TBY talks to Veysel Aral, CEO of Kcell, on expanding coverage into regional areas, the dynamics of 3G, and technological progress.
TBY How has Kcell sought to maintain its local market share over 2011?
VEYSEL ARAL Over the past few years, Kcell has focused on strengthening its market position, leading to a dramatic evolution within our business. Our clients are the company’s main focus, which results in positive feedback from our subscriber base and has led to an increase in subscriptions; in 2011, we reached a total of nearly 11 million users. To maintain our success over the long term, we came to the conclusion that there is a need for innovation. Kcell’s previous business transformation was innovative, but the changes came from the top down—now, employees at the base of our workforce must become the catalysts of innovation and be the promoting engine. At present, we are at the beginning of a long process, and 2011 was the starting point for this inspiring journey. An active increase in data traffic was another important factor for Kcell’s development in 2011, and our company set the trend in the market for mobile data services. We launched a number of revolutionary offers that made mobile internet available to the masses at very low cost. At the same time, we have been working to improve our mobile data speed, actively developing the 3G network, and increasing the mobile data speeds on the 2G network (EDGE). The next step was to expand the availability of smart phones. This strategy led to an increase in the number of mobile data services users, which exceeded 6 million in January 2012.
How do you see Kcell and Activ complementing each other, as far as presence in the market is concerned?
We very clearly positioned our two main brands; Kcell is the corporate segment brand, and Activ is geared toward the mass market. This segmentation allowed us to consider subscriber needs and efficiently respond to market changes. A strongly positioned brand in the mass segment, with its wide portfolio of tariffs, made it possible for us to successfully compete without additional effort or extra financial expenses.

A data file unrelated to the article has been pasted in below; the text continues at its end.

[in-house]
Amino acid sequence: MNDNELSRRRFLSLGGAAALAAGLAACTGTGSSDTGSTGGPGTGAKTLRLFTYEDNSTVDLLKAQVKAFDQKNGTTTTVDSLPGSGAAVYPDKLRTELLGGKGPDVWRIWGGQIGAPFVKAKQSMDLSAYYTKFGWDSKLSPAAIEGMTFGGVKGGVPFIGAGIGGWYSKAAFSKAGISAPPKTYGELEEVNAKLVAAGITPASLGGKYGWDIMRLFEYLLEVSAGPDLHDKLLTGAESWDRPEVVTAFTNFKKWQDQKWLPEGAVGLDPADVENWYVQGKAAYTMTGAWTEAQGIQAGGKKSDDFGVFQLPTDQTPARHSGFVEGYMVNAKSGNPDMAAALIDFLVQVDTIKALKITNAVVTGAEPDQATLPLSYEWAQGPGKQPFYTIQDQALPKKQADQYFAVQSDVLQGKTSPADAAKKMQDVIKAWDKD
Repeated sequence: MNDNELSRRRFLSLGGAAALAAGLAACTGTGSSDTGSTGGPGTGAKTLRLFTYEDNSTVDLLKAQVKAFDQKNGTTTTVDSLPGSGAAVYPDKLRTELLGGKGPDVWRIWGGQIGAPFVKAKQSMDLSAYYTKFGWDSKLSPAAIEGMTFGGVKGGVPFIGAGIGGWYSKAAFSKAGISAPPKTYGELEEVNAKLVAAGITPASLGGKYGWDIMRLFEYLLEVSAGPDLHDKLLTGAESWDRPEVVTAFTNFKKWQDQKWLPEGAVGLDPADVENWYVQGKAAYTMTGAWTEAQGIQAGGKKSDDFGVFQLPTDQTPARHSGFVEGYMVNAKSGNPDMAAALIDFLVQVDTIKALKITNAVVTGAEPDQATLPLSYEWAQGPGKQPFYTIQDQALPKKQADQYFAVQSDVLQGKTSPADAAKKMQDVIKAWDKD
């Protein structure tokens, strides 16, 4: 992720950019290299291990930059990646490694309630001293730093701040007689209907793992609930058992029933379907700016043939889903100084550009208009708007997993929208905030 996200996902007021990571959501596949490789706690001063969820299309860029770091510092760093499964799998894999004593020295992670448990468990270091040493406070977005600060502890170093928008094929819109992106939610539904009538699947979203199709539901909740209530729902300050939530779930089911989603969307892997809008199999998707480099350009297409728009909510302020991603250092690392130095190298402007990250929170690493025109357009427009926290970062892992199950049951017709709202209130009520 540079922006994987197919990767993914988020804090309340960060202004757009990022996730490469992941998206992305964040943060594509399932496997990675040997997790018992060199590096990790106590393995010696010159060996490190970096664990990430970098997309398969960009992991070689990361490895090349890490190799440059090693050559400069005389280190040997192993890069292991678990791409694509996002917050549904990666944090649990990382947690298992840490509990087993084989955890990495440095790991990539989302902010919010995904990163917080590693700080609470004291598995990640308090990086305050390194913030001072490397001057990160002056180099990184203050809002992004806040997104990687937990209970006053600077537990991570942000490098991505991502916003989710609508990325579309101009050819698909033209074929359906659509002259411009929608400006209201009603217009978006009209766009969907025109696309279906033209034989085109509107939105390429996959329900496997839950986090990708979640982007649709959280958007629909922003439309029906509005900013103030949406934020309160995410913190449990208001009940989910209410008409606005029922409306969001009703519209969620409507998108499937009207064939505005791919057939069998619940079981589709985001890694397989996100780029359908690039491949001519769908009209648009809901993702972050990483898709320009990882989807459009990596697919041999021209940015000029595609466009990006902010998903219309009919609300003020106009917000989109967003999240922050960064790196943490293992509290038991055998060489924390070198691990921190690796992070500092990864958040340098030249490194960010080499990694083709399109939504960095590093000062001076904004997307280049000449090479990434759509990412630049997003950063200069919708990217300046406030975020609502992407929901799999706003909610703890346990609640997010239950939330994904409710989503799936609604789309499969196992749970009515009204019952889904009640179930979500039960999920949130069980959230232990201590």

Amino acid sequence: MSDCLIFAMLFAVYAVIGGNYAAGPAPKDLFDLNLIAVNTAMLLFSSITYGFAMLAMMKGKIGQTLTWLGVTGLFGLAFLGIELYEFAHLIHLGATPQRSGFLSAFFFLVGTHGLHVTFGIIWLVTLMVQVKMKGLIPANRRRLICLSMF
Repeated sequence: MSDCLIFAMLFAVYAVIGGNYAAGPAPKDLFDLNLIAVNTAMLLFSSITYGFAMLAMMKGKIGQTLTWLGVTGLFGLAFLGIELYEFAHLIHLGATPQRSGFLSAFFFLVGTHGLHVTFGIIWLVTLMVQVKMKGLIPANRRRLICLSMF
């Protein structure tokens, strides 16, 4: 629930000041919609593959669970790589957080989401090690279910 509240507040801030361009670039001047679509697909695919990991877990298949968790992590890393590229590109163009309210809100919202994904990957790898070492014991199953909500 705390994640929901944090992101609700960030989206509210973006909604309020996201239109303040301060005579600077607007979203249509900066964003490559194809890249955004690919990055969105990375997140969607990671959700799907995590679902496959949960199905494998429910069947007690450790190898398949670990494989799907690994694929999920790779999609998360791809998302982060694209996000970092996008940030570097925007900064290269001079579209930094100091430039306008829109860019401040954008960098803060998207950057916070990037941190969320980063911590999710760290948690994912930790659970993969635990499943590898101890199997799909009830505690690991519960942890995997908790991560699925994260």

What are some highlights from your infrastructure development in 2011? Which direction are you planning to take with capital expenditure in 2012?
As of January 1, 2012, the Kcell network covered 4,917 population centers in Kazakhstan. This means that there are communication services in all major cities, and towns with populations of between 5,000 and 10,000 people, and in almost every village with populations starting from 1,000 people. Taking into account the territory of Kazakhstan—the ninth largest country in the world by land area—we feel that tremendous achievements have been accomplished. At present, Kcell ensures the coverage of 44.4% of the country, which is more than 94% of its population. Our plan for 2012 includes the completion of mobile communications coverage in smaller villages; ensuring mobile communication in rural areas is one of our most important social tasks. Moreover, we will proceed with further network developments, aiming to provide high-quality voice and data services for the people of Kazakhstan.